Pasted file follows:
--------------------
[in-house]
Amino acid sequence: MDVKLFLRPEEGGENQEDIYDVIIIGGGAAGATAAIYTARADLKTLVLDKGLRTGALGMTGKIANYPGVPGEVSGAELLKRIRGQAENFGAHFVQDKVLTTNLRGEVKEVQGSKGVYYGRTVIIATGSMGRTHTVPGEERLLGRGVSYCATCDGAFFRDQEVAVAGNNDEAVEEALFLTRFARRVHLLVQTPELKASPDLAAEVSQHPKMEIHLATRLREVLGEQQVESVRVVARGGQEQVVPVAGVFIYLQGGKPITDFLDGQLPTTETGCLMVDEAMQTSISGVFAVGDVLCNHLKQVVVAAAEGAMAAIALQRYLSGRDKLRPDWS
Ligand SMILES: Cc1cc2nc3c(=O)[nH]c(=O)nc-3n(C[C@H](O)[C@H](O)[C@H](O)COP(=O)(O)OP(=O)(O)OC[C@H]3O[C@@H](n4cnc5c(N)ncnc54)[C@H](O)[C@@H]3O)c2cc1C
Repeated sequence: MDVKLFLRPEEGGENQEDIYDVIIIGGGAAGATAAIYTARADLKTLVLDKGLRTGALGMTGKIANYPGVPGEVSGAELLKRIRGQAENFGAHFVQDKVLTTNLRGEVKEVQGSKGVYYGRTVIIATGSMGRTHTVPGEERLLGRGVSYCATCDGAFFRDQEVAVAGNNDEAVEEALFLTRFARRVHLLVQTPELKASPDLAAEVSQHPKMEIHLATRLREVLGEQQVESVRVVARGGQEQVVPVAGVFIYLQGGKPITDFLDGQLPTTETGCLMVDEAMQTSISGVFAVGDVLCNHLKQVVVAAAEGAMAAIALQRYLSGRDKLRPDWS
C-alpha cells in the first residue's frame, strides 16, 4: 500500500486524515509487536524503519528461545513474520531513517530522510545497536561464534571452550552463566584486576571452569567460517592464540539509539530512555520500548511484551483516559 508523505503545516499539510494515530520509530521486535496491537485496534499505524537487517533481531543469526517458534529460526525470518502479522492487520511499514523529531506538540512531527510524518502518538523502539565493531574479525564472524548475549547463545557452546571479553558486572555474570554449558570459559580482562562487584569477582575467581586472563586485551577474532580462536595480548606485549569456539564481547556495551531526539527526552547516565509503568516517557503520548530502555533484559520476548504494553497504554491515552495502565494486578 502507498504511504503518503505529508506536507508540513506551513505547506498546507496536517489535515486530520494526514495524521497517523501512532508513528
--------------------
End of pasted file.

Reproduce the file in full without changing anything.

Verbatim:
[in-house]
Amino acid sequence: MDVKLFLRPEEGGENQEDIYDVIIIGGGAAGATAAIYTARADLKTLVLDKGLRTGALGMTGKIANYPGVPGEVSGAELLKRIRGQAENFGAHFVQDKVLTTNLRGEVKEVQGSKGVYYGRTVIIATGSMGRTHTVPGEERLLGRGVSYCATCDGAFFRDQEVAVAGNNDEAVEEALFLTRFARRVHLLVQTPELKASPDLAAEVSQHPKMEIHLATRLREVLGEQQVESVRVVARGGQEQVVPVAGVFIYLQGGKPITDFLDGQLPTTETGCLMVDEAMQTSISGVFAVGDVLCNHLKQVVVAAAEGAMAAIALQRYLSGRDKLRPDWS
Ligand SMILES: Cc1cc2nc3c(=O)[nH]c(=O)nc-3n(C[C@H](O)[C@H](O)[C@H](O)COP(=O)(O)OP(=O)(O)OC[C@H]3O[C@@H](n4cnc5c(N)ncnc54)[C@H](O)[C@@H]3O)c2cc1C
Repeated sequence: MDVKLFLRPEEGGENQEDIYDVIIIGGGAAGATAAIYTARADLKTLVLDKGLRTGALGMTGKIANYPGVPGEVSGAELLKRIRGQAENFGAHFVQDKVLTTNLRGEVKEVQGSKGVYYGRTVIIATGSMGRTHTVPGEERLLGRGVSYCATCDGAFFRDQEVAVAGNNDEAVEEALFLTRFARRVHLLVQTPELKASPDLAAEVSQHPKMEIHLATRLREVLGEQQVESVRVVARGGQEQVVPVAGVFIYLQGGKPITDFLDGQLPTTETGCLMVDEAMQTSISGVFAVGDVLCNHLKQVVVAAAEGAMAAIALQRYLSGRDKLRPDWS
C-alpha cells in the first residue's frame, strides 16, 4: 500500500486524515509487536524503519528461545513474520531513517530522510545497536561464534571452550552463566584486576571452569567460517592464540539509539530512555520500548511484551483516559 508523505503545516499539510494515530520509530521486535496491537485496534499505524537487517533481531543469526517458534529460526525470518502479522492487520511499514523529531506538540512531527510524518502518538523502539565493531574479525564472524548475549547463545557452546571479553558486572555474570554449558570459559580482562562487584569477582575467581586472563586485551577474532580462536595480548606485549569456539564481547556495551531526539527526552547516565509503568516517557503520548530502555533484559520476548504494553497504554491515552495502565494486578 502507498504511504503518503505529508506536507508540513506551513505547506498546507496536517489535515486530520494526514495524521497517523501512532508513528